On another plane, I am most alive when I am working “hard” at something I love. The paradox is it is not hard work when it is a labor of love. I guess you could say, the value I find in “free time” is to create labor of love.

    • That kind of follows the theme of what I like to talk about, that if your job is your passion, then you don’t feel like you are giving up your time! Thanks for your comment!

  2. Peter Burke says:

    Yep, definite like. I’m glad I signed up for this blog …. I always tell people I’m way too cool for money, and of course they laugh at me, but think about it — money isn’t really that important. How many people on their death-bed say, “Get me my tax records, I want to see how much money I made back in 1974.” Nobody, no one says that. No one dies with their hand out asking for one final chance to fondle their checkbook. They’re with their loved ones, or wondering why their loved ones aren’t there, or staring at empty walls wishing they had loved ones. No one on their death-bed says: “There’s just one thing I’d like to see again before I die. A bank statement. That’s the one thing I’d really like to see one more time before I go: that record of the paycheck I deposited back when I was 44.”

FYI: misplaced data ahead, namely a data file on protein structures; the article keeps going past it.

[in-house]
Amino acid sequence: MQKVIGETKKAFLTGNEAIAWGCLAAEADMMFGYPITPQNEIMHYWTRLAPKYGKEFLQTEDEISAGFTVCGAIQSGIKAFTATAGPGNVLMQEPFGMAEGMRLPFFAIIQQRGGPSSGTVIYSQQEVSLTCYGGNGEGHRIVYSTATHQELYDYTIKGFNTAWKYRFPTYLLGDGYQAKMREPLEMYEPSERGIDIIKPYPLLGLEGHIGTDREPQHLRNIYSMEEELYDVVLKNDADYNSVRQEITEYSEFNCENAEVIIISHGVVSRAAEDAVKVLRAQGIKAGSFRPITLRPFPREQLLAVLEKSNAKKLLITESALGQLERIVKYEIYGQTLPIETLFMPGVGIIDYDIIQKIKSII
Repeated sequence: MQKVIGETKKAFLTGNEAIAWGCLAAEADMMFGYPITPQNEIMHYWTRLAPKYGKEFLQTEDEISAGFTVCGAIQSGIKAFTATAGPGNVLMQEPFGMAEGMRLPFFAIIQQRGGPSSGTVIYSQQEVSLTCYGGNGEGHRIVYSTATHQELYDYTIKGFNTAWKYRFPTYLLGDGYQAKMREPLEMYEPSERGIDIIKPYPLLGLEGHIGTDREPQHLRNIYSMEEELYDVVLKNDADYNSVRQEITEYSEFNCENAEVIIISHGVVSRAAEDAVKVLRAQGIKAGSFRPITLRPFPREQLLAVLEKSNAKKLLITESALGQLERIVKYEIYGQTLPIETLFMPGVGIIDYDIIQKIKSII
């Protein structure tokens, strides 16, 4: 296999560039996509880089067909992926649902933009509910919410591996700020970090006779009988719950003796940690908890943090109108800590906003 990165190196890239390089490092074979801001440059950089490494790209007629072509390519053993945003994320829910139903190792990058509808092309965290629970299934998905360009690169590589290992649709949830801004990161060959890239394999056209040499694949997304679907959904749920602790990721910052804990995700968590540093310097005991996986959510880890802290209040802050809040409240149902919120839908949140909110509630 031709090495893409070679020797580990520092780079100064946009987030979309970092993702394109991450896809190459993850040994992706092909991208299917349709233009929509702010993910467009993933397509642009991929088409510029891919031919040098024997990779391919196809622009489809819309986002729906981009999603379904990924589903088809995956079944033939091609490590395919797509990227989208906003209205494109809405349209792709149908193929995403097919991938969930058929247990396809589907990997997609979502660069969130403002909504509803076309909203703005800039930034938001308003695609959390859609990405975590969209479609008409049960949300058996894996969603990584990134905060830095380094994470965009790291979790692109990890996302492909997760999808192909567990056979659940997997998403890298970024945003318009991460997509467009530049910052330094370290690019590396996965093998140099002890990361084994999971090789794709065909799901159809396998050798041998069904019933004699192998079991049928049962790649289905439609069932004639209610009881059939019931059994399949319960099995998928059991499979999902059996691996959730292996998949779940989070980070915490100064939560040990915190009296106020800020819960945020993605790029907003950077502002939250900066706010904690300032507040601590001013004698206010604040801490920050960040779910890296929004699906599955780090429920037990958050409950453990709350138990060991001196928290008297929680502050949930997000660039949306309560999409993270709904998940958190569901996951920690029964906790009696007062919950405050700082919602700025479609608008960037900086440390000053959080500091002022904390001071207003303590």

3. that’s so right
    the perfect thing would be having both, time and money
    so that you can enjoy your life, that’s why i chose online business as my path
    farouk recently posted..How to give a motivational speech to a friend or to yourselfMy Profile

    • Indeed Farouk, you are one of the few to have mastered the true balance of having both! This is what I am working towards!

  4. For me it’s more being successful at what I do than money that’s important. Some kind of validation I want (think I need) that hurts the healthy balance you talk about.

    Great blog Jamie, I like that you provide a lot of substantial and down-to-earth info in a concise manner. Something I often miss at other sites.
    THIJS recently posted..Demystifying Location Independence: How to Actually Do It (Not Just Ramble About How Cool It Is)My Profile